228-192: House votes to pull the plug on funding for NPR

It’s a nice sop to a conservative base that’s not thrilled with the bite-sized budget deals they’ve seen so far, but it’s going nowhere in the Senate. That’s why they did this as a separate bill, in fact, instead of sticking it in the three-week budget bill that passed a few days ago. Reid and the Democrats would have choked on the latter otherwise.

So rest easy, urban liberals. “All Things Considered” is still on the house.

The bill, passed 228-192 along mainly partisan lines, would bar federal funding of NPR and prohibit local public stations from using federal money to pay NPR dues and buy its programs. The prospects of support in the Democratic-controlled Senate are slim. Seven Republicans broke ranks to vote against the bill.

“It is time for American citizens to stop funding an organization that can stand on its own feet,” said Rep. Doug Lamborn, R-Colo., the sponsor. He said it was not a question of content — which many conservatives say has a liberal bias — but whether taxpayer dollars should go to nonessential services. “As a country we no longer have this luxury.”…

Rep. Anthony Weiner, D-N.Y., displayed a blow-up photo of the two brothers who host the car advice show “Car Talk” with the caption, referring to their nicknames, reading “Save Click and Clack.”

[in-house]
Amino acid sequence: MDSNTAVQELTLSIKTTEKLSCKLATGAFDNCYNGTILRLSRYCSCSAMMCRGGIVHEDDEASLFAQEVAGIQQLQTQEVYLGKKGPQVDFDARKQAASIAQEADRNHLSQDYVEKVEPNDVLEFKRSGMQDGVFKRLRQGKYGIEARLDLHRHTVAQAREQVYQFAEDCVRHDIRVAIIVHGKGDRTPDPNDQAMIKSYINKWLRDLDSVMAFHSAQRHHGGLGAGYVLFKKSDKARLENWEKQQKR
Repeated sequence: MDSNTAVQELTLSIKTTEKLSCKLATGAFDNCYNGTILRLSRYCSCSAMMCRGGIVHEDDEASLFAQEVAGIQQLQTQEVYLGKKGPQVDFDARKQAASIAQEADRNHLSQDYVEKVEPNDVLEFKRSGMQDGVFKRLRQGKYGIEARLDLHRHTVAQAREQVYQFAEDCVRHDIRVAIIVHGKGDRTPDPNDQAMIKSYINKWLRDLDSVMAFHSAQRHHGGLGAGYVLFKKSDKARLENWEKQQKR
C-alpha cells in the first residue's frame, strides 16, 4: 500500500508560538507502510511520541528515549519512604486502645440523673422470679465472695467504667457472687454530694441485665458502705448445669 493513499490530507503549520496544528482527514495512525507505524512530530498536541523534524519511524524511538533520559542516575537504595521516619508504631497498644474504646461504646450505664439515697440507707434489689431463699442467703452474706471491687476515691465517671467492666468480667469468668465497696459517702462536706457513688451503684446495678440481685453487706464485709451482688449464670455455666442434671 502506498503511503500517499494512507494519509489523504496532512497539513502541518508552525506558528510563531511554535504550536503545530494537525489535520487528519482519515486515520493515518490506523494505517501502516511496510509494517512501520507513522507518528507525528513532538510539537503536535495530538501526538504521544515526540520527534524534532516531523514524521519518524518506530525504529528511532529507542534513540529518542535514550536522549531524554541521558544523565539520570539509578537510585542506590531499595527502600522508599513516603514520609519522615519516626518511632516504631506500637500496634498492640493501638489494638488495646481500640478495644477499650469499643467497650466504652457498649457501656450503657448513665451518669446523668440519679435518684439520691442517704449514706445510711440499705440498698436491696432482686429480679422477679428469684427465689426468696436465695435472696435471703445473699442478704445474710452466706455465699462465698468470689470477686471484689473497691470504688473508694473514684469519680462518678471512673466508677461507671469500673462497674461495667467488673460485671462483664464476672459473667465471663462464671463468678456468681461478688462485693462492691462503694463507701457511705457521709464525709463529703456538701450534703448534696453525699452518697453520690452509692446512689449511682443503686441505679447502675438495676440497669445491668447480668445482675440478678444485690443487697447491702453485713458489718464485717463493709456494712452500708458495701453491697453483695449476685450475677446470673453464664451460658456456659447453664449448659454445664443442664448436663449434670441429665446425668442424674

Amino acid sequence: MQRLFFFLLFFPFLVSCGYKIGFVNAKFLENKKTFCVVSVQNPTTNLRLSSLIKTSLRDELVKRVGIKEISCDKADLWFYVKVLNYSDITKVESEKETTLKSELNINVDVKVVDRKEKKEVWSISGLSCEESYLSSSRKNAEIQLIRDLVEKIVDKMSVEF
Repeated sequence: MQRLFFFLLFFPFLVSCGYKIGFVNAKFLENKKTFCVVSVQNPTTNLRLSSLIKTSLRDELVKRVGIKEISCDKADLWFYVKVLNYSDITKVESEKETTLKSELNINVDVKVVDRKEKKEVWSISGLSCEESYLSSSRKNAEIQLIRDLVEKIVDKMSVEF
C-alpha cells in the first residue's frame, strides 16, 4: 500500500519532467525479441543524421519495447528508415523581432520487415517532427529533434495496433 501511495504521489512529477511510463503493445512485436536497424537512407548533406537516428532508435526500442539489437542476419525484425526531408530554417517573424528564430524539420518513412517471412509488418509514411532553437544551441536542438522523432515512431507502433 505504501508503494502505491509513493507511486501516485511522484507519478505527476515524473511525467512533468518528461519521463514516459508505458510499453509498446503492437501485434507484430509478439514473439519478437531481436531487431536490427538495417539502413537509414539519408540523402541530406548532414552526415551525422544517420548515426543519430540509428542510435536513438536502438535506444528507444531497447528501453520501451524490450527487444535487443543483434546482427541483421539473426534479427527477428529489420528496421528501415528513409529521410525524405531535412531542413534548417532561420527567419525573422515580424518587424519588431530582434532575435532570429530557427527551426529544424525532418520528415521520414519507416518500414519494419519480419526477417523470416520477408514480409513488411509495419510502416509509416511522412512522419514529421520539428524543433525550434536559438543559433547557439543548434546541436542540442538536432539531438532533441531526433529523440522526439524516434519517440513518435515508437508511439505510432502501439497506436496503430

Too bad Click and Clack aren’t large animal puppets that entertain kids; the “Save Big Bird” pitches are so much more emotionally effective. If it had a chance of passing in the Senate, this really would have done some damage: As noted by the AP, the federal money that NPR really depends on isn’t the cash it receives directly from the feds but the revenue it gets from local stations that use federal money to buy its programs. Lamborn’s bill would choke off both of those streams. Which makes me wonder, why didn’t the House GOP attach this to the three-week budget resolution? Granted, Reid and the Democrats would have raised a stink about Republicans waging ideological war on the beloved institution of National Public blahblahblah, but if the name of the game is using public jitters over the deficit to force Democrats to accept bite-sized cuts, why not toss in this very small extra cut for good measure? Is the left really going to shut down the government to save NPR? C’mon.

For your viewing pleasure, here’s Democrat Jim McGovern proposing that the House also cut off any federal dollars that might go towards advertising on Fox News. Fine by me — the cases where the feds should be spending money advertising anything are few and far between — but (a) there’s no need to limit that ban to FNC, and (b) as Dreier explains, that’s apples and oranges comparison vis-a-vis propping up NPR with grants. Still, though, a fun bit of grandstanding. Oh, and in case you’re wondering who those seven Republicans are who voted no: Gibson, Hanna, LaTourette, Reichert, Tiberi, Woodall, and … blogosphere fave Sean Duffy. Click the image to watch.